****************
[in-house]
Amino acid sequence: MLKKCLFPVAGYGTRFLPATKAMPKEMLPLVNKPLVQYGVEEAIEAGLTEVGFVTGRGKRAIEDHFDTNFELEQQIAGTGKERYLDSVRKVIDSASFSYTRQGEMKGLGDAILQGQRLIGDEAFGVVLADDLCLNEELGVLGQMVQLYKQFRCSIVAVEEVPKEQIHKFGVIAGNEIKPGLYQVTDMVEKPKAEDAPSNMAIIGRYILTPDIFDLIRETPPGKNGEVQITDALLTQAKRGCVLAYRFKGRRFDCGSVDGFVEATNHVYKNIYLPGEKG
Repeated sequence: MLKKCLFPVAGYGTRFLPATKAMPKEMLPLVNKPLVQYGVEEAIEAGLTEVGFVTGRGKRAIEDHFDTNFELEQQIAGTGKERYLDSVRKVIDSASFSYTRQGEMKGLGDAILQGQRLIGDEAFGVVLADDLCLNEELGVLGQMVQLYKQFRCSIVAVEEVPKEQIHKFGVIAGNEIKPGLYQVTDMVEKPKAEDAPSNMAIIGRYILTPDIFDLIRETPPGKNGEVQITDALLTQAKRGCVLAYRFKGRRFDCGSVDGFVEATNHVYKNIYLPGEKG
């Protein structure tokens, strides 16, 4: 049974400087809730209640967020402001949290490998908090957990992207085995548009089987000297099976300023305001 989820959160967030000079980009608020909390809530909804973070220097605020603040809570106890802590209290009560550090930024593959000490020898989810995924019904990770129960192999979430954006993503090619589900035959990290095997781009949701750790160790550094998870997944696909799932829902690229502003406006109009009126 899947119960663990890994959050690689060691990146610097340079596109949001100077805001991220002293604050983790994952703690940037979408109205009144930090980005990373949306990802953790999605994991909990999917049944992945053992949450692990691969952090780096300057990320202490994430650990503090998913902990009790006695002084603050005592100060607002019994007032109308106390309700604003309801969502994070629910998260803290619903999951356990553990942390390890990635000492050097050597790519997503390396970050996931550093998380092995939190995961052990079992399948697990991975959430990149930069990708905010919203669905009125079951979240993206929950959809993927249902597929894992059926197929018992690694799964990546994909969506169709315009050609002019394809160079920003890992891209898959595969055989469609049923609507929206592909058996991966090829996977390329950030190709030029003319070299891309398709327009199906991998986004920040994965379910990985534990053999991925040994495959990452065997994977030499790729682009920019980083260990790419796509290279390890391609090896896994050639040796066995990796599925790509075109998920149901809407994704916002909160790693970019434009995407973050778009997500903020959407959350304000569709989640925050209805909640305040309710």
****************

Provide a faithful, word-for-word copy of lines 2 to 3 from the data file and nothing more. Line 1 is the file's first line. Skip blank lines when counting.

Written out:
Amino acid sequence: MLKKCLFPVAGYGTRFLPATKAMPKEMLPLVNKPLVQYGVEEAIEAGLTEVGFVTGRGKRAIEDHFDTNFELEQQIAGTGKERYLDSVRKVIDSASFSYTRQGEMKGLGDAILQGQRLIGDEAFGVVLADDLCLNEELGVLGQMVQLYKQFRCSIVAVEEVPKEQIHKFGVIAGNEIKPGLYQVTDMVEKPKAEDAPSNMAIIGRYILTPDIFDLIRETPPGKNGEVQITDALLTQAKRGCVLAYRFKGRRFDCGSVDGFVEATNHVYKNIYLPGEKG
Repeated sequence: MLKKCLFPVAGYGTRFLPATKAMPKEMLPLVNKPLVQYGVEEAIEAGLTEVGFVTGRGKRAIEDHFDTNFELEQQIAGTGKERYLDSVRKVIDSASFSYTRQGEMKGLGDAILQGQRLIGDEAFGVVLADDLCLNEELGVLGQMVQLYKQFRCSIVAVEEVPKEQIHKFGVIAGNEIKPGLYQVTDMVEKPKAEDAPSNMAIIGRYILTPDIFDLIRETPPGKNGEVQITDALLTQAKRGCVLAYRFKGRRFDCGSVDGFVEATNHVYKNIYLPGEKG